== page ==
“Criminals are a superstitious cowardly lot. So my disguise must be able to strike terror into their hearts. I must be a creature of the night, black, terrible…”
-Bruce Wayne, Detective Comics #33
I really want to begin my review of Batman: Arkham Origins with this moving TV spot released to promote the game. It might just be one of the most powerful visualizations of the life of Bruce Wayne, the orphan, and just what motivates him to do what he does. It’s all in the eyes.
Set five years prior to the events of Arkham Asylum, third installment in the series, prequel Batman: Arkham Origins explores the first encounter between a younger and less experienced Batman and the man who will become his archenemy, the Joker.
Arkham Origins was released for PS3, Wii U, Xbox 360 and Microsoft Windows (yawn) and it does little to mix up the standard gameplay introduced by Asylum and City, even though it was developed by Games Montreal and not the Arkham series creators, Rocksteady Studios. Because of the change in developers, Arkham Origins seems less to fit into the franchise than any other installment. It’s sort of the black sheep.
Indeed it was criticized for its many glitches and gameplay errors, its multiplayer elements, and unnecessary changes to core features. It also sees the departure of Kevin Conroy and Mark Hamill from voicing their iconic roles, and though the new and younger actors give it their all, one can’t help but sense that their little feet are too small for their fathers’ shoes as they attempt to do their impressions.
While Origins may not be the best game in the franchise, it spawned several DLC’s, two spin offs and an animated sequel, and it still has many great moments, great characterizations and some awesome sequences of narrative. However, the script is missing that Paul Dini touch, as he did not return for this installment.
Even though Arkham Origins was released in late October, it’s Christmas Eve in Gotham. Why don’t they just shut down Gotham city every time it’s a holiday? That seems to be when the maniacs come out to play. Several story beats inform us that we’re dealing with a Dark Knight who is still finding his place as resident vigilante of Gotham: the GCPD distrusts him, the city is not yet overflowing with insanity, and Batman himself is green around the bat-gills. When the Black Mask, currently the most powerful crime lord in the city, puts a million dollar bounty on the Bat’s head, eight assassins enter Gotham to hunt the Dark Knight down. They are the ferocious Killer Croc, world-class marksman Deadshot, weapons expert Deathstroke, contortionist Copperhead, pyromaniac Firefly, martial arts guru Shiva, pushover loudmouth Electrocutioner, and the intimidating Bane.
Batman’s confrontation with the eight assassins, some deadlier than others, forms the backbone of Origins’ storyline. But a rogue element is introduced. Someone is undermining the Black Mask’s hold on the criminal underworld, usurping his power and setting himself up as the true ringleader of Gotham. It’s someone who will take the city into a new and far darker direction. Of course it’s the Joker.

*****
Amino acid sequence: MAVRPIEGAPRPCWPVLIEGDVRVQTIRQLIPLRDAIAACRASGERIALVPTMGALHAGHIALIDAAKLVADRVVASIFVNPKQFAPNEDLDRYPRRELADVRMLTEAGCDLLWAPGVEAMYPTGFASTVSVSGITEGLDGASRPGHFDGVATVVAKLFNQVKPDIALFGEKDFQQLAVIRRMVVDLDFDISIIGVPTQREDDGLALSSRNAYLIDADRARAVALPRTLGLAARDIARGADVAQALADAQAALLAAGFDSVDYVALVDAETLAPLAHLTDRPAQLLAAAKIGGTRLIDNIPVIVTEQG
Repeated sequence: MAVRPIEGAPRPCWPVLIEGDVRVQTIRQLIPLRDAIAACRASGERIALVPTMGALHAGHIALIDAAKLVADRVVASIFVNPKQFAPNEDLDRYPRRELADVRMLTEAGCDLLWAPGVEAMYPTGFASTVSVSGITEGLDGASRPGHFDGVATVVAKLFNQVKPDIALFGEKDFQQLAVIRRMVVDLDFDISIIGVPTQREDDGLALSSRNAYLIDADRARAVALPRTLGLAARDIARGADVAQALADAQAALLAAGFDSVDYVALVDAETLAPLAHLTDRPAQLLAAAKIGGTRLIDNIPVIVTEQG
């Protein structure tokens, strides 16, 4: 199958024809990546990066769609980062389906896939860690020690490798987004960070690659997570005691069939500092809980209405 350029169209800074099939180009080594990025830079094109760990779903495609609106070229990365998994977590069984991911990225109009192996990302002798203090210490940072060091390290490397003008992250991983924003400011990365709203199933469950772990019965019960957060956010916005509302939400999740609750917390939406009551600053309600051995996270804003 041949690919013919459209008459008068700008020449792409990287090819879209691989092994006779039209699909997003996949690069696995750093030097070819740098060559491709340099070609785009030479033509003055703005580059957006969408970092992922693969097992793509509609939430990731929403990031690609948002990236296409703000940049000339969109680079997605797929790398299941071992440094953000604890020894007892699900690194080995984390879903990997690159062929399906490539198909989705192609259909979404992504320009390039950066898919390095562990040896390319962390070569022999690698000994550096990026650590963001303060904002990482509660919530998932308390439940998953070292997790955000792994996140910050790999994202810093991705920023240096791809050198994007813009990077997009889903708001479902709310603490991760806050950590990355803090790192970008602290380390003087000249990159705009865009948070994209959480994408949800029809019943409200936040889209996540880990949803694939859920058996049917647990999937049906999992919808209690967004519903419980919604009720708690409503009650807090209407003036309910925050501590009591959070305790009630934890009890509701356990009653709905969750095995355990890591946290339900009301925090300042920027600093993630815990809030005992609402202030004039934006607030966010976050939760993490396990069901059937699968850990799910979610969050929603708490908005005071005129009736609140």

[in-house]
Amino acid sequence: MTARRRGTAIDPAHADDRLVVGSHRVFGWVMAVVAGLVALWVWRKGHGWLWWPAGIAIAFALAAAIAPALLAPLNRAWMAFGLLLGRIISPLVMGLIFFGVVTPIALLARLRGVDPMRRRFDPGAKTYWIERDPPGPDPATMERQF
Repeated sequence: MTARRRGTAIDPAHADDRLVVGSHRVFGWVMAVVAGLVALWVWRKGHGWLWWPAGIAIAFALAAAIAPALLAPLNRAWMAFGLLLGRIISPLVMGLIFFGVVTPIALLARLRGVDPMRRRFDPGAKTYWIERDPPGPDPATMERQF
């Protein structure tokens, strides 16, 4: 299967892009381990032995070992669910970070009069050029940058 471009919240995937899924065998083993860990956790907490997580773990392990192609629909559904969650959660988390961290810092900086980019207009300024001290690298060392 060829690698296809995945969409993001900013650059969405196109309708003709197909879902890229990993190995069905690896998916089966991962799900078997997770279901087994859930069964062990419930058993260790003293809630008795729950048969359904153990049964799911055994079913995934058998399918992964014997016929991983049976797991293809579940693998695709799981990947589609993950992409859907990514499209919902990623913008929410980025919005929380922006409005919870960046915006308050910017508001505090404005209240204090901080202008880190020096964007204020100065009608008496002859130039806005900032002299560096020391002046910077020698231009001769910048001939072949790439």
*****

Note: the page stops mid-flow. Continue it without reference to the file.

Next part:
It’s great to see the back and forth between Batman and the Joker for the first time. Two outstanding moments come to mind. Batman saves the Joker’s life by breaking his fall, and the Joker almost kills the Bat right afterward but stops to wonder why on earth the vigilante would save his life. The epiphany the Joker has in realizing that the Dark Knight will not take a life or allow one to be taken is the founding moment when the Joker’s hideously pseudo-romantic fascination with the Batman begins.
The second moment comes when the Joker tries to drill a loophole into Batman’s black and white worldview, and since it represents the climax of the game, I’ll put up a spoiler warning, but it’s too clever not to mention. (spoiler: highlight to reveal) Taking police captain Jim Gordon hostage, the Joker and Bane together push Batman to his limit. The Joker seats himself in an electric chair which will slowly build up a lethal electric charge for every beat of Bane’s heart, which is hooked up to a monitor. The only way to save the Joker is if Batman kills Bane, stopping his heart, or… if Batman refuses to take Bane’s life then the Joker will die. Brilliant.
Battles, detective activities and predator missions pretty much follow the same schematic as previous games. There are however a handful of innovations that help keep the action somewhat fresh and maybe warrant this third installment. Arkham Asylum took place in a single facility on an island. Arkham City took place in a sub-section of Gotham. In Arkham Origins, the area is expanded even further, including the area of the slums of City as well as other large sectors to explore. The world is bigger and in order to accommodate the Dark Knight’s movement throughout the city, he can now use the Batwing for immediate transport from place to place.